Early Learning

In the earliest stages of life at Fahan, we provide an environment for children where they can be comfortably acclimatised to school life through shared experiences in early development.

Education at Fahan can start from as young as three years of age with entry into the Fahan School Pre-Kinder program. The newly upgraded Fahan Early Learning Centre offers students, from Pre-Kinder to Year 2 tranquil gardens and a safe haven in which to experience their first years in institutional education. The Reggio Emilia educational philosophy underpins the learning program in the Early Learning Centre. This philosophy supports thinking, questioning and discussion between students and teachers and encourages children to feel proud of their achievements and to be excited about learning.

At Fahan School we have always appreciated that each child is unique and our class sizes ensure that each child’s learning style is catered for. There is a strong emphasis on English and Mathematics and, while a range of teaching methods is used to cater for individual learning styles, phonics is central to the English Program.

Unique Opportunities

A Kitchen Garden is one of our unique facilities in the Early Learning Centre, instilling in the children a sense of responsibility for the environment, as well as teaching them the values of good nutrition and a healthy regard for animals through various animal programs. Children plant, grow, harvest, cook and eat the vegetables from the Kitchen Garden.

Children in the Early Learning Centre also have the opportunity to enjoy diverse programs including tennis, dance, music, physical education and specialist art. An Early Learning artist-in-residence works closely with teachers and students, investigating and supporting projects in the classroom through art. From a child’s first days at Fahan, they are encouraged to feel confident at school; to develop a sense of ownership of their learning and achievements; to become involved in environmental sustainability and to gain a passion for learning that is vital to their success in later school life.

Early Learning Centre Artist-In-Residence

For the students in Pre-Kinder to Year 2 at Fahan, Art is seen as a language, a voice and mode of expression that comes naturally to young children. At Fahan School, an Early Learning art specialist works together with the children and teachers, investigating and supporting, through art, projects occurring in the classroom. The children are thus encouraged to express their thoughts and ideas and to take their investigations to a deeper level. For instance the comment “I can’t explain what I mean so I will draw it to show you, Mrs Stephen,” was made by a Prep student who wanted to explain to her teacher what she knew about the reason for the differing lengths of shadows at a certain time of the day.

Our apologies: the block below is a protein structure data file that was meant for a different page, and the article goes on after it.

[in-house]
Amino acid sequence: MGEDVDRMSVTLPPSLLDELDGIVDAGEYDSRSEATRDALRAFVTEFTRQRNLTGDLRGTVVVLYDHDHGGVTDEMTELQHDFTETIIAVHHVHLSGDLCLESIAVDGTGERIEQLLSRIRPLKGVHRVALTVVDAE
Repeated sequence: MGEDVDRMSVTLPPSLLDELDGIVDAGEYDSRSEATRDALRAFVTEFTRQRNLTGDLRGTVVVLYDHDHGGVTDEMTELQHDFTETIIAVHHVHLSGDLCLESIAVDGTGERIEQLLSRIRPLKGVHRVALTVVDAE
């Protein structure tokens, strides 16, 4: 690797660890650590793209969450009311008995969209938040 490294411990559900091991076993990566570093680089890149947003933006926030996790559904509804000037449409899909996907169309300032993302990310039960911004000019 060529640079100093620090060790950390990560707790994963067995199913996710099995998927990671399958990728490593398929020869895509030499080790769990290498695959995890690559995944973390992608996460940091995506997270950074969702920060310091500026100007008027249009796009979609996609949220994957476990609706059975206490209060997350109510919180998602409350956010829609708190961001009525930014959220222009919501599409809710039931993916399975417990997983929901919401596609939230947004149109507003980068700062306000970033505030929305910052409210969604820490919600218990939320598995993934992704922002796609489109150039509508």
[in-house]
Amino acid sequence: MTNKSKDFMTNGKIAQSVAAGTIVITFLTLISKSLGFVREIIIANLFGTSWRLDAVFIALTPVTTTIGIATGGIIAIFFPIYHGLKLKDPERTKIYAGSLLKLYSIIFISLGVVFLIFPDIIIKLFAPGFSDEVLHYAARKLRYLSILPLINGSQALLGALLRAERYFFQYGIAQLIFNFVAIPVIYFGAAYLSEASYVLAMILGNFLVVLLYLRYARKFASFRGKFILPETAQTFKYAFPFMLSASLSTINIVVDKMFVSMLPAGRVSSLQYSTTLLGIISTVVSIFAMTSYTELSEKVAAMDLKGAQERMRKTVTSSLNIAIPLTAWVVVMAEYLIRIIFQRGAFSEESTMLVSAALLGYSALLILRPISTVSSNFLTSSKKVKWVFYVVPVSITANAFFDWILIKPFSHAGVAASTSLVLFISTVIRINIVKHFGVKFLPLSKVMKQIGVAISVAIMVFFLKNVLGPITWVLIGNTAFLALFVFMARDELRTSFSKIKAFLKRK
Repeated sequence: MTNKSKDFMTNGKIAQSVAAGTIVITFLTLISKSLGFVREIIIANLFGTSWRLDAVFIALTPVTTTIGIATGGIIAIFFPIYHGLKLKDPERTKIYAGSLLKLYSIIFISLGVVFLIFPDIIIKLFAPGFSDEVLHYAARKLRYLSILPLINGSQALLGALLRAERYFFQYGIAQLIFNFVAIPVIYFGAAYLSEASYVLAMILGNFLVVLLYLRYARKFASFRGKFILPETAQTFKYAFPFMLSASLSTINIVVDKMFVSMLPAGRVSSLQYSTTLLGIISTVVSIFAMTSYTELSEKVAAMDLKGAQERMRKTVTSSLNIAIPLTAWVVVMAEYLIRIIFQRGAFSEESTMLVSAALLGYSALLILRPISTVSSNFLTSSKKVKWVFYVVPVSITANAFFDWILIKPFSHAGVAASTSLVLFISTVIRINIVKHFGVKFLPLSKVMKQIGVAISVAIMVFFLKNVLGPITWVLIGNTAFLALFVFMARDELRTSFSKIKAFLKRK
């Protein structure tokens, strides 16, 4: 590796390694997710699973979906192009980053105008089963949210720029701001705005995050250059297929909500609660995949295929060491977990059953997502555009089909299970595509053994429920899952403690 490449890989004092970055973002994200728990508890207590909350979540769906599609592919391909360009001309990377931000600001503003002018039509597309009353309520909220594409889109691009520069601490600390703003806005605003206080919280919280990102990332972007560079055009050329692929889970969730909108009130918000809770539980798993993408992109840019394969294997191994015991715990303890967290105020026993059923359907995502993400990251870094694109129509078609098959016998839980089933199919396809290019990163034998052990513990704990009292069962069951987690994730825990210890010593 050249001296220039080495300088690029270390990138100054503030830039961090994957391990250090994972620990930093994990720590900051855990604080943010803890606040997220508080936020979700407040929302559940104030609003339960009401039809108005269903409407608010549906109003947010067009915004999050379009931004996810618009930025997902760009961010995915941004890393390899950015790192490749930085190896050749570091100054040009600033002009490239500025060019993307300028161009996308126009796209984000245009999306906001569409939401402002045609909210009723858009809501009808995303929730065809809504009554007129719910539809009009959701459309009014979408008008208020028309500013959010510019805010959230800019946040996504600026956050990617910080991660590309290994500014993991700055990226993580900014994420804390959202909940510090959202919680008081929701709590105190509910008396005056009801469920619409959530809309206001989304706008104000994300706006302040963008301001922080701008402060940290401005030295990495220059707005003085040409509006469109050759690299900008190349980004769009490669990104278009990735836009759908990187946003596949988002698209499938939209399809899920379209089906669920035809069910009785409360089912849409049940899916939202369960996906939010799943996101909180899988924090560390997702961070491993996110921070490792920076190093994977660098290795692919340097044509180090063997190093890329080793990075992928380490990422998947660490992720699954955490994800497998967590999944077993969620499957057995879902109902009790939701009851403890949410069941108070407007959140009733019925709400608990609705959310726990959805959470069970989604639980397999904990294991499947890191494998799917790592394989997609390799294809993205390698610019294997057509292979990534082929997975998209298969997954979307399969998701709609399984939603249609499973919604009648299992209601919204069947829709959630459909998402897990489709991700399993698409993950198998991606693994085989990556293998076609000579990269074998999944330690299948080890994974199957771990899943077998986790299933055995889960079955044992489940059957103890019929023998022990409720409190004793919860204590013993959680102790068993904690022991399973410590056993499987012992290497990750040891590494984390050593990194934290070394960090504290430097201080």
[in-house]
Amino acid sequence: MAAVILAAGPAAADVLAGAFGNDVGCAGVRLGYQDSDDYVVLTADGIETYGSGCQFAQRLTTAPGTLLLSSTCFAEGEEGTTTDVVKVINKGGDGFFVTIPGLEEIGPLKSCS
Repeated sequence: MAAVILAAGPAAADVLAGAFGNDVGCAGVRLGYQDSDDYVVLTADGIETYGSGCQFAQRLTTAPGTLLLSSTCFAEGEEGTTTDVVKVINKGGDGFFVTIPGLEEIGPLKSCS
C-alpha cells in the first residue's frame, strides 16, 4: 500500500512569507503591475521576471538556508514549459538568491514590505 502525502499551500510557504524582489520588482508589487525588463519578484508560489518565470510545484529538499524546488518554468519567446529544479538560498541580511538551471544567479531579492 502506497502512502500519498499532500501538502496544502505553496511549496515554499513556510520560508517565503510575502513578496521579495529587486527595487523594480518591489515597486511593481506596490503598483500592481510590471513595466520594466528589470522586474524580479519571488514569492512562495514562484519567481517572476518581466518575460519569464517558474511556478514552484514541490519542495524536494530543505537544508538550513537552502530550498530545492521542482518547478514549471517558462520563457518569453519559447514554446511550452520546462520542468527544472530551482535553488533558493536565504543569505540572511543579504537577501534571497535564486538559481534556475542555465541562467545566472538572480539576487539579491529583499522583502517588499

Using the Reggio Emilia approach, teachers and children work with a professional artist in small groups, often in a dedicated studio, on projects that directly relate to their classroom learning.

Students are introduced to the work of famous, and not so famous, artists whose vision of the world is relevant to the children’s enquiry. The children are encouraged to talk and write about their art and to discover that line, form, shape, colour and tone can have powerful meanings. The Early Learning art program gives children the confidence to express ideas through a variety of media, which will equip them in a world where the exchange of information and the speed of communication often rely on a diversity of creative expression.

Reggio Emilia

The best methodology for early childhood teaching, the Reggio Emilia philosophy, is central to the curriculum for children in Kindergarten to Year 2. Developed in Italy and embraced by leading educational institutions worldwide, the Reggio Emilia philosophy encourages thinking, questioning, discussing and learning with excitement and purpose.

The Octagon environment is one where children learn by doing. Students collaborate with teachers and peers on group investigations and projects that the children themselves help to determine. Topics of investigation are often derived from the teachers’ observations of what interests the children. These are teacher-directed, child-initiated projects and because the children have such a strong sense of ownership and purpose, they are engaged and highly motivated to learn.

There is a strong emphasis on Mathematics and English. Both areas of the curriculum are often taught within the context of a current classroom topic of inquiry.

This philosophy celebrates the natural curiosity of children and fosters a life-long love of learning as they progress through their schooling and on to adult life.

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